Image Effects: Linear Gradients with CSS

Linear gradients are gradients that follow a specific direction. The imaginary line that defines this direction is known as the gradient line and the lines of colors that constitute the gradient are drawn perpendicular to it. To create a linear gradient, the background-image or background property is used with the CSS linear-gradient() function and it is this function that takes the values used to create the gradient. These values are listed in Table 16.1.

The syntax for specifying these values in the table to create a linear gradient is:

background: linear-gradient(<angle> or to <side or corner>, color- stopl, color-stop2, …);

Figures 16.6 and 16.7 show how the linear-gradient() function is used with the background property to create a gradient and Figure 16.8 shows the result.

In the example, the div{} rule defines the size of all the <div> elements, the color and size of their text content, and the space between their border and the content. The rest of the rules show different ways the parameters for the linear-gradient() function can be specified. The first four are relatively basic. The #grad1{} rule creates gradient that starts from top with orange and ends at bottom with black. When no direction is specified, gradient goes from top to bottom. The #grad2{} rule creates gradient that goes from right to left, starting with #ffa500 and ending with black. The #grad3{} rule creates gradient that goes from left to right, starting with rgb(255,165,0) and ending with rgba(0,0,0,0.1). Similarly, the #grad4{} rule creates gradient that goes from left to right, but specifies color in a different format. For more on different methods of specifying color, refer to Chapter 9.

In the #grad5{} rule, the direction of the gradient line is specified as 45deg and the gradients are drawn along and perpendicular to it, starting from orange. Where to start changing to black is specified as 50% along the gradient line. The #grad6{} rule creates gradient that goes from left to right, starting with red, turning completely transparent at 70%, and ending with blue. The transparent keyword is a shorthand for transparent black (i.e., rgba(0,0,0,0)), which also has the same effect as white. Similarly, the #grad7{} rule creates gradient that goes from left to right, but one with solid-color stripes, which are produced by making the position of a stop less than or equal to that of the one before it. Notice in the example that the first gray stops at the same point the orange starts (i.e., at 15%) and, similarly, the orange stops where the second gray starts (i.e., at 85%). The #grad8{} rule creates gradient that goes from bottom-left to top-right and gives equal percentage to each color specified, since no positions are specified.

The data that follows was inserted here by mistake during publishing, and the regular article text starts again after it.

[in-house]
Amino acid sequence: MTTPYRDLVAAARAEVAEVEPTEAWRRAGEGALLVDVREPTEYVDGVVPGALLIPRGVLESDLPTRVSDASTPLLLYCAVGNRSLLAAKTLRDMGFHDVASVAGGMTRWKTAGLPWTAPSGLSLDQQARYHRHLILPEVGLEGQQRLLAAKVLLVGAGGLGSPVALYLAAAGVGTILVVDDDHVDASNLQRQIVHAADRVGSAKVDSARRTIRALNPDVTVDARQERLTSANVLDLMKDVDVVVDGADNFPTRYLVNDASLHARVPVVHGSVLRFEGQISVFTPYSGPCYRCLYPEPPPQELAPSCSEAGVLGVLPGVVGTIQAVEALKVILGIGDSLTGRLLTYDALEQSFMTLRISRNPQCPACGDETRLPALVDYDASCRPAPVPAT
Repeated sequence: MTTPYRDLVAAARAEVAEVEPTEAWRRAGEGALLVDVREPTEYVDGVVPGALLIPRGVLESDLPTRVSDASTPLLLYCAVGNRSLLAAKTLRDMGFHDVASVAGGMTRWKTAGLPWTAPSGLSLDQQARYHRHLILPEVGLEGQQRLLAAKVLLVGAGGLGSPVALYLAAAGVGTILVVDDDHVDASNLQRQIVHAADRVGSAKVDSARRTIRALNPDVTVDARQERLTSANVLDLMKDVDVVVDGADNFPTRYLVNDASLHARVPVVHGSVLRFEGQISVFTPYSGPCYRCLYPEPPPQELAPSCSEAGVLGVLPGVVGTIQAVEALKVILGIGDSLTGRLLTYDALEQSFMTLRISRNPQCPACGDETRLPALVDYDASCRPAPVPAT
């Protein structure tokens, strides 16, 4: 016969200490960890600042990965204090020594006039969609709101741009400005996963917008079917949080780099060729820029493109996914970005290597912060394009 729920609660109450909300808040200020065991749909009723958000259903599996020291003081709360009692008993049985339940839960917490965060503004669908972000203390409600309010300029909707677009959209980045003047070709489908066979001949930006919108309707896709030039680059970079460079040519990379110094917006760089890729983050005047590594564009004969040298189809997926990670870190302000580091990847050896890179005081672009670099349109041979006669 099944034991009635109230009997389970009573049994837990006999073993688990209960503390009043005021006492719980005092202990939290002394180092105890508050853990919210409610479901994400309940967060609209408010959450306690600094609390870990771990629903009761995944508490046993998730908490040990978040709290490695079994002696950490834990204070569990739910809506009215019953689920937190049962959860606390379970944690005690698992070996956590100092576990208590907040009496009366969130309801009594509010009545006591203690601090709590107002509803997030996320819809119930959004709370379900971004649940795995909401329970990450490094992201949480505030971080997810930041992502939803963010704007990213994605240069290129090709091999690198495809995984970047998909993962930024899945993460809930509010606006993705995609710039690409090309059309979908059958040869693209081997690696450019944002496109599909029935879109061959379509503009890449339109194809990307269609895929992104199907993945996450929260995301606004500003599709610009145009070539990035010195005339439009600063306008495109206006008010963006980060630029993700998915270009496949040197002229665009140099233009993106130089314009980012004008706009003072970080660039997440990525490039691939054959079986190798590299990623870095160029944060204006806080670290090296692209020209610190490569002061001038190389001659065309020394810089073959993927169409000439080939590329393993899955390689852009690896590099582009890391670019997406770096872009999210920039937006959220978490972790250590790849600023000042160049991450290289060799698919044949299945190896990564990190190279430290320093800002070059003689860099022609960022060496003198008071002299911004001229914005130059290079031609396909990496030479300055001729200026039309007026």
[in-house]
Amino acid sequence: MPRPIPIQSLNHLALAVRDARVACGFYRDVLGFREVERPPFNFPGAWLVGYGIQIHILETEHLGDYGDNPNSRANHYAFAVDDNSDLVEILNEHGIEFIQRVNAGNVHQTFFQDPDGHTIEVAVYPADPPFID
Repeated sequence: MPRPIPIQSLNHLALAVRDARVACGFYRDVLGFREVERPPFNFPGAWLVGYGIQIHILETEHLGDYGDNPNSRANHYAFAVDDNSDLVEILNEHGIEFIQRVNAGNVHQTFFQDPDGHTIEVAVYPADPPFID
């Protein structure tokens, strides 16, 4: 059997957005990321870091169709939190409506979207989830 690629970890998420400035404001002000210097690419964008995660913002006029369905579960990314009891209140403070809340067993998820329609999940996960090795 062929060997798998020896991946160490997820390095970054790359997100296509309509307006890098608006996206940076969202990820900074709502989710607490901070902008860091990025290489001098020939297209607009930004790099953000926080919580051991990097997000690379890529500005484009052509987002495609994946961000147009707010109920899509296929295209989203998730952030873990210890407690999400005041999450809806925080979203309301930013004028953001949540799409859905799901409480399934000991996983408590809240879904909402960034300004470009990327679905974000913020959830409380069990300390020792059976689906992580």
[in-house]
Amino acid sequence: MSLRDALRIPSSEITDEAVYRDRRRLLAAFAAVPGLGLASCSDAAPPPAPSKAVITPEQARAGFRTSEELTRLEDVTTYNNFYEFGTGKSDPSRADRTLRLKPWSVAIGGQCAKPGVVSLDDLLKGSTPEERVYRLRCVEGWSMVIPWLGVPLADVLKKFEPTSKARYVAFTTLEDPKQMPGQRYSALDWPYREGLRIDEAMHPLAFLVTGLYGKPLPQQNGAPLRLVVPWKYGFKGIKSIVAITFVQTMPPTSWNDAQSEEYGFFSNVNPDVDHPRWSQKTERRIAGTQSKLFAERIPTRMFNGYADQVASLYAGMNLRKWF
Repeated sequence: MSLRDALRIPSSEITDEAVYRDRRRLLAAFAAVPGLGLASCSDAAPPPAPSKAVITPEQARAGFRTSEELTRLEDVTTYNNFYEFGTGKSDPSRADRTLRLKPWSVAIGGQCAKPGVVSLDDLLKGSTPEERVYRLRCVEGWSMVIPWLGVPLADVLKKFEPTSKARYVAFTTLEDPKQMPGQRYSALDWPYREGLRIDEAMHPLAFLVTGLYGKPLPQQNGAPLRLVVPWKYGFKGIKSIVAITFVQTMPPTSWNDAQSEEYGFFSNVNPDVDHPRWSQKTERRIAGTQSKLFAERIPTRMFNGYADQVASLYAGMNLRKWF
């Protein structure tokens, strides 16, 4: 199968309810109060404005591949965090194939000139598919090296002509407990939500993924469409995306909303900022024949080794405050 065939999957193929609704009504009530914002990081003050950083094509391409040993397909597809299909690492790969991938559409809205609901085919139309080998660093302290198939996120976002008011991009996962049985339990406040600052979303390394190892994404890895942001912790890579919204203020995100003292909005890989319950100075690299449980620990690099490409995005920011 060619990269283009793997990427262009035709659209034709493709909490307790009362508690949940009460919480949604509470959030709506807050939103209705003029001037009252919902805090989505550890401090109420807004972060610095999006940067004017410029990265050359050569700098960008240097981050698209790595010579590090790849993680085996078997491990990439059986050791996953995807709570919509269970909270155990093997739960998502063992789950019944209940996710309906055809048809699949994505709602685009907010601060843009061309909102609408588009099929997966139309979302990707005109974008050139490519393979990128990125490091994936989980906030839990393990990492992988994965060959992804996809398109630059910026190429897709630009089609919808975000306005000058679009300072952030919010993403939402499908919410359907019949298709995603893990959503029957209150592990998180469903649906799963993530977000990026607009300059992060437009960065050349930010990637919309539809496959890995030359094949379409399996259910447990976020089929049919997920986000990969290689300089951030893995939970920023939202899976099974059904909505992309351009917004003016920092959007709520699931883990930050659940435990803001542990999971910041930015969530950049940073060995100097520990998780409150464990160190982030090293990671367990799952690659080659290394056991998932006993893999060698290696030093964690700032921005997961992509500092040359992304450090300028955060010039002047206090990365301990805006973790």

1. Repeating Linear Gradients

Gradients can be repeated to create a uniform pattern. You can achieve this using the repeating-linear-gradient() function and the same value-types as a linear gradient. Figures 16.9 and 16.10 show how this is done and the result.

The values used in the rules are mostly similar to those you already saw in the previous examples. The div{} rule specifies the size of box and the span{} rule the color of the text and its background to ensure good enough legibility. The #grad1{} rule creates a gradient that goes in 180° direction (i.e., top to bottom), starting with gray, then gray again for 7% and black for 15%. This sequence is then repeated for the height of the box. The #grad2{} rule specifies gradient that goes in 45° direction (i.e., bottom-left to top- right), starting with black, changing to white after 20px, and going on for 50px. This sequence is repeated for the width of the box. The #grad3{} rule specifies -45° direction (i.e., bottom-right to top-left), starting with the transparent keyword (i.e., rgba(0,0,0,0)), changing to black after 20px, and white after 50px. Various patterns can be created by adjusting the value of the stops, number of transparent keyword, and the transparency of colors, using RGBA or HSLA.

Source: Sklar David (2016), HTML: A Gentle Introduction to the Web’s Most Popular Language, O’Reilly Media; 1st edition.

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